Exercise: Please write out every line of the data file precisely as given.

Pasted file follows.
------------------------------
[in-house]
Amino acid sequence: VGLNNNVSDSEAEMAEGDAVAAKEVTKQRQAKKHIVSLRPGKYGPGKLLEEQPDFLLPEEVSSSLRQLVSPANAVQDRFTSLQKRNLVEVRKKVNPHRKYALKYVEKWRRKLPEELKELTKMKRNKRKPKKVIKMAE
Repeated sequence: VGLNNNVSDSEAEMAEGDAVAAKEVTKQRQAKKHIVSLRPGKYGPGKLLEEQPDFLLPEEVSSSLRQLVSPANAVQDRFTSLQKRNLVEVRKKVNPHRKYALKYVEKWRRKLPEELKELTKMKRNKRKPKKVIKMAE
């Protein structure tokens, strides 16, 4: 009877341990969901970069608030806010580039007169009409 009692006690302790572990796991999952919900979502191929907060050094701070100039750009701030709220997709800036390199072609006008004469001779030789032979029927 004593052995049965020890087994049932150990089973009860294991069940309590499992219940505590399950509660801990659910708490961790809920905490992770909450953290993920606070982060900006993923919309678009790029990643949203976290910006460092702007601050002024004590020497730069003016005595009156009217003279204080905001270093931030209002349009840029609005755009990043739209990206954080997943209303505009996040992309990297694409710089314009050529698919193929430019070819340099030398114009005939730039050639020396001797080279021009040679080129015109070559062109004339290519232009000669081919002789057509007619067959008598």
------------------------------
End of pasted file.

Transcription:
[in-house]
Amino acid sequence: VGLNNNVSDSEAEMAEGDAVAAKEVTKQRQAKKHIVSLRPGKYGPGKLLEEQPDFLLPEEVSSSLRQLVSPANAVQDRFTSLQKRNLVEVRKKVNPHRKYALKYVEKWRRKLPEELKELTKMKRNKRKPKKVIKMAE
Repeated sequence: VGLNNNVSDSEAEMAEGDAVAAKEVTKQRQAKKHIVSLRPGKYGPGKLLEEQPDFLLPEEVSSSLRQLVSPANAVQDRFTSLQKRNLVEVRKKVNPHRKYALKYVEKWRRKLPEELKELTKMKRNKRKPKKVIKMAE
């Protein structure tokens, strides 16, 4: 009877341990969901970069608030806010580039007169009409 009692006690302790572990796991999952919900979502191929907060050094701070100039750009701030709220997709800036390199072609006008004469001779030789032979029927 004593052995049965020890087994049932150990089973009860294991069940309590499992219940505590399950509660801990659910708490961790809920905490992770909450953290993920606070982060900006993923919309678009790029990643949203976290910006460092702007601050002024004590020497730069003016005595009156009217003279204080905001270093931030209002349009840029609005755009990043739209990206954080997943209303505009996040992309990297694409710089314009050529698919193929430019070819340099030398114009005939730039050639020396001797080279021009040679080129015109070559062109004339290519232009000669081919002789057509007619067959008598």